[Date Prev][Date Next][Thread Prev][Thread Next][Date Index][Thread Index]
Laterite vs. clay
Date: Sun, 24 Jan 1999 08:22:05 -0500
From: krandall at world_std.com
Subject: Laterite vs. clay
> Huh? It has always been my impression that laterite _is_ clay. Just a
> very specific type of clay.
Correct. Clay, by definition, is soil of particle size 5 micrometers and
less (or agglomerates thereof).
> Do you have any documentation to support the supposition that it is not
> clay? It certainly _acts_ like clay... You can dry it, wet it, mold it...
Clays differ mostly by the formation method. Due to fast leeching, many
temperate zone clays have a high silicate component (usually hydrated),
where tropical clays may have been further slow-leeched to the *oxides*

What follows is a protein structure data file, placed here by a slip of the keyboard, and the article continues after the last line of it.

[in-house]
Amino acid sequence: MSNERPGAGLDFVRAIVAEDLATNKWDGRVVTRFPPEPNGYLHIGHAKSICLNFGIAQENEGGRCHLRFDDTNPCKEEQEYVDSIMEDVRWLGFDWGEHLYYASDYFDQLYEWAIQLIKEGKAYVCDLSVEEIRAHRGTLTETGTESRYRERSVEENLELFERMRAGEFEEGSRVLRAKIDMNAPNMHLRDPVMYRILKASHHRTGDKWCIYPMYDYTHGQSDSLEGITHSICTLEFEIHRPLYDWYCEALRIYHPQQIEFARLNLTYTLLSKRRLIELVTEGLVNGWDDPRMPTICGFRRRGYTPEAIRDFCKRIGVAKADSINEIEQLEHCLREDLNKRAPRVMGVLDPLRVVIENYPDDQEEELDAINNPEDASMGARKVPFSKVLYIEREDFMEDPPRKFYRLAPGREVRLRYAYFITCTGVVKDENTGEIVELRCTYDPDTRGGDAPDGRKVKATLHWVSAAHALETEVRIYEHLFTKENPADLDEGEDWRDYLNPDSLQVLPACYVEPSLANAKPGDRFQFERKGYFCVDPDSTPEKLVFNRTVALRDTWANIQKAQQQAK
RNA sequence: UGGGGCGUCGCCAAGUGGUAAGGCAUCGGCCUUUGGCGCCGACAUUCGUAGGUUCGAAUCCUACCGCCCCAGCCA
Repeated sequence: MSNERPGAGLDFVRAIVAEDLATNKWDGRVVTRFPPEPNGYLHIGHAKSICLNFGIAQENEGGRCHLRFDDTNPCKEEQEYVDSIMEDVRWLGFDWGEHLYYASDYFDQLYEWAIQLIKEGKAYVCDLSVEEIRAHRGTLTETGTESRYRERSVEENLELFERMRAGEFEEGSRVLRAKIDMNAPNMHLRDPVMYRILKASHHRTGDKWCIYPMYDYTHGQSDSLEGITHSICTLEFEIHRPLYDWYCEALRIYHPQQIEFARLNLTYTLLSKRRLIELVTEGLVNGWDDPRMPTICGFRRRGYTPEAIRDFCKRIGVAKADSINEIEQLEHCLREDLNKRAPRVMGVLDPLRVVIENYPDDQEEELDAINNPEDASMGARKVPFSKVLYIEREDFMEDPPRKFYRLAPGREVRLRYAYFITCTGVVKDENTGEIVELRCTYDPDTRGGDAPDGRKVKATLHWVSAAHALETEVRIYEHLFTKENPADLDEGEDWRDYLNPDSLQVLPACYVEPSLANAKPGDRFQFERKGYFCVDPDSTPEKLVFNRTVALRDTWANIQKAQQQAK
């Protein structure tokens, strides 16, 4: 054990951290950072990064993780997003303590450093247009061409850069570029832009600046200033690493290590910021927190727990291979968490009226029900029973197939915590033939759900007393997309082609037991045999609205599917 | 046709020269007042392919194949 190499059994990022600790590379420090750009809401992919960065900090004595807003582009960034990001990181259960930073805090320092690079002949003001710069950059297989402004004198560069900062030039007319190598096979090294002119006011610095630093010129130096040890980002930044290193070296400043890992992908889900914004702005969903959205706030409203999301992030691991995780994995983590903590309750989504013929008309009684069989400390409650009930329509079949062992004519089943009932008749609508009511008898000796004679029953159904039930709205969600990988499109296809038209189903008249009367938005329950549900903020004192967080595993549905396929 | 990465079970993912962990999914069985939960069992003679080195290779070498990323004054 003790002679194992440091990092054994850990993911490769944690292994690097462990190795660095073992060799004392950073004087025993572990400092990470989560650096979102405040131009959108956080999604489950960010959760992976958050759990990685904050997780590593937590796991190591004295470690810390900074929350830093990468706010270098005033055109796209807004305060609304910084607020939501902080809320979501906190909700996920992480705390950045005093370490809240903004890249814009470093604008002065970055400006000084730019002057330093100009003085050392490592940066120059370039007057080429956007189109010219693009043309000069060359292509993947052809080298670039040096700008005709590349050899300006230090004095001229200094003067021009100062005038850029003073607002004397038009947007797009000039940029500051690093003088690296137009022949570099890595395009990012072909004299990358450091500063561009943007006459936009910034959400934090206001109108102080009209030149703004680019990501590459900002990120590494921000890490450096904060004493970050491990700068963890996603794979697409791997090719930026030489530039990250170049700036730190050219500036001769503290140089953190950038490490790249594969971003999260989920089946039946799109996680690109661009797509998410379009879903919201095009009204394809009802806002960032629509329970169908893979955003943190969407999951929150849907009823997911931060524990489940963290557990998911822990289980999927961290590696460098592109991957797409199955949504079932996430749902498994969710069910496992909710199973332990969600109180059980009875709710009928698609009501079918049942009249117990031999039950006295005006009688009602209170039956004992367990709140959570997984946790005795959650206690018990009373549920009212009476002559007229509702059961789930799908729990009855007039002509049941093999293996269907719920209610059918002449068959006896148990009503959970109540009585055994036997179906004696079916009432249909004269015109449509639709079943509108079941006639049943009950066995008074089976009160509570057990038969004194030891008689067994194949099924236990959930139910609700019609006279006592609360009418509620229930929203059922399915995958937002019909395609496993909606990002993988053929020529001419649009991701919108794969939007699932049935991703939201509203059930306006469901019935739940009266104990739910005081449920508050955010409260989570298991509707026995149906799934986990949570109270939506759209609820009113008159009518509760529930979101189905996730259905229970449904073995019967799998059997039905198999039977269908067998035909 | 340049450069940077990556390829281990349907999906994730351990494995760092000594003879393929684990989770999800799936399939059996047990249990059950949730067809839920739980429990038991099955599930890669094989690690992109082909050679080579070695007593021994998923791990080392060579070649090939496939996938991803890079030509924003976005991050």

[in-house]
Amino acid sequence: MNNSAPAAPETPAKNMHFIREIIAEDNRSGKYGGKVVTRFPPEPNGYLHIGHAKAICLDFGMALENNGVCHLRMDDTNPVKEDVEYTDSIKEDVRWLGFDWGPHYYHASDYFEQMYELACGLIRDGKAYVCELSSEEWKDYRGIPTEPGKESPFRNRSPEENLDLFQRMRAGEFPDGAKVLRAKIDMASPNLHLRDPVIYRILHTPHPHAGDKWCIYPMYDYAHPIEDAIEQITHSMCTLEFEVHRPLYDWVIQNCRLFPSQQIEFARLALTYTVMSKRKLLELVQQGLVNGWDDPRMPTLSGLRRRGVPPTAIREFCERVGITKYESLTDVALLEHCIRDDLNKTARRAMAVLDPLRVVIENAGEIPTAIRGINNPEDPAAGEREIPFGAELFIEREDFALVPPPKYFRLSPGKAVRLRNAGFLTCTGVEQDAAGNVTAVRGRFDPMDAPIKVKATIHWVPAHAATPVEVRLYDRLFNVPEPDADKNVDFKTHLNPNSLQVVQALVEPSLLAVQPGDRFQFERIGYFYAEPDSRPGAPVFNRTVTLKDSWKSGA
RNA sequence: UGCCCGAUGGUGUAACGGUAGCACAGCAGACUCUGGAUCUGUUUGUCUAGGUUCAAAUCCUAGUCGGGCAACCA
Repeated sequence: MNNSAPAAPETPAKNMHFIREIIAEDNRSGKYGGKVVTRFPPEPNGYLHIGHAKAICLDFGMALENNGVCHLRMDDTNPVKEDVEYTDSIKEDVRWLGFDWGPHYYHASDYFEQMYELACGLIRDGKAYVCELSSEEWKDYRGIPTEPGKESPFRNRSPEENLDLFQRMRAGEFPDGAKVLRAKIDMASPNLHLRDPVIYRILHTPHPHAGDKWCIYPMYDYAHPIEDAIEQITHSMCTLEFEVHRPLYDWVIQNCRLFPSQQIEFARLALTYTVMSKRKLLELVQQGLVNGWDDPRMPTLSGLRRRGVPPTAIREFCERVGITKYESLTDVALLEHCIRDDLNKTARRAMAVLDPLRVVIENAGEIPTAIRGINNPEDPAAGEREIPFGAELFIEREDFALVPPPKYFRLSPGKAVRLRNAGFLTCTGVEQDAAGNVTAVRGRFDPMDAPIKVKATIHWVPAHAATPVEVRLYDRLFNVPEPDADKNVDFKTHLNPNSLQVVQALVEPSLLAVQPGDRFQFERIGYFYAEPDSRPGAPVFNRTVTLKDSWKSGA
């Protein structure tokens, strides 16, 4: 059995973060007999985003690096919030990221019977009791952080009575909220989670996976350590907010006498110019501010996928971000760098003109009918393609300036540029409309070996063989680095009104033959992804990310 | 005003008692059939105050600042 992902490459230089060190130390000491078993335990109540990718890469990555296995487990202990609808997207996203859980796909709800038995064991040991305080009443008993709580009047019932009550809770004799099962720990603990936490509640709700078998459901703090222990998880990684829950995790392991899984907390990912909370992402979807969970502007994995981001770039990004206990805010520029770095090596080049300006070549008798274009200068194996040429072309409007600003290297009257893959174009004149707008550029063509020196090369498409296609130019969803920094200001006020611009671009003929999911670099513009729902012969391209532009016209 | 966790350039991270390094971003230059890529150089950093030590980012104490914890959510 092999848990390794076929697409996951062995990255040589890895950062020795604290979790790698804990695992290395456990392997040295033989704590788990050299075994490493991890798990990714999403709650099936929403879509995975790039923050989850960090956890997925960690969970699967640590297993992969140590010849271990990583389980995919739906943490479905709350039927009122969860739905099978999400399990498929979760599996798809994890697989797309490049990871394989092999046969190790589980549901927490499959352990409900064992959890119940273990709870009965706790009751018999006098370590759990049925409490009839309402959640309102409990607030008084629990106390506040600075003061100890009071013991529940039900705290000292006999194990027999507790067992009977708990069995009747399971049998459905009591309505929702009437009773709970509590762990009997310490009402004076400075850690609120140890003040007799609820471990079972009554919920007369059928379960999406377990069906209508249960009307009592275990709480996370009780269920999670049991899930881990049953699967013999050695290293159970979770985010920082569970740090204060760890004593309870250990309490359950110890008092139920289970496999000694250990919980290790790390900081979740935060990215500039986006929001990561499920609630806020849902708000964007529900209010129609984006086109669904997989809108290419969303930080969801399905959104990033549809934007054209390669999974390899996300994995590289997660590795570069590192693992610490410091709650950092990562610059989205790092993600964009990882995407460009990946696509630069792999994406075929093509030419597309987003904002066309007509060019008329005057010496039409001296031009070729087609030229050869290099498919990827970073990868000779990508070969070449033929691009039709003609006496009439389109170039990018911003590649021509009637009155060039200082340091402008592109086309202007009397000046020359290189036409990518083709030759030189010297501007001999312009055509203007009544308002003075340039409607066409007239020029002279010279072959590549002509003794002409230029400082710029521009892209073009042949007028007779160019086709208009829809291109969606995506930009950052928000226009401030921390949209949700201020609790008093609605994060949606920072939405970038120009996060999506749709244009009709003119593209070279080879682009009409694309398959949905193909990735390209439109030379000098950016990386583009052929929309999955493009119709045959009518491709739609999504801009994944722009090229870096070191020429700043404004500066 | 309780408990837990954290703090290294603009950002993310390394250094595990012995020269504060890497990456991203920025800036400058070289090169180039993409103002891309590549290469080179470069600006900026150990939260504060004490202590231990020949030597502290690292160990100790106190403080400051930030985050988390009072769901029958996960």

of aluminum, iron, etc. This is why temperate clays often have high CEC
and tropical clays don't.
Laterite and other tropical clays don't swell much, either, when wetted.
Montmorillonite (kitty litter), bentonite, and many temperate zone clays
swell a great deal, opening surface area to assist in cation exchange.
They differ profoundly, both pysically and chemically. IDK what that
means, though, when we use them as part of our substrate mix.
Wright Huntley, Fremont CA, USA, 510 494-8679 huntley1 at home dot com
Liberalism is totalitarianism with a human face.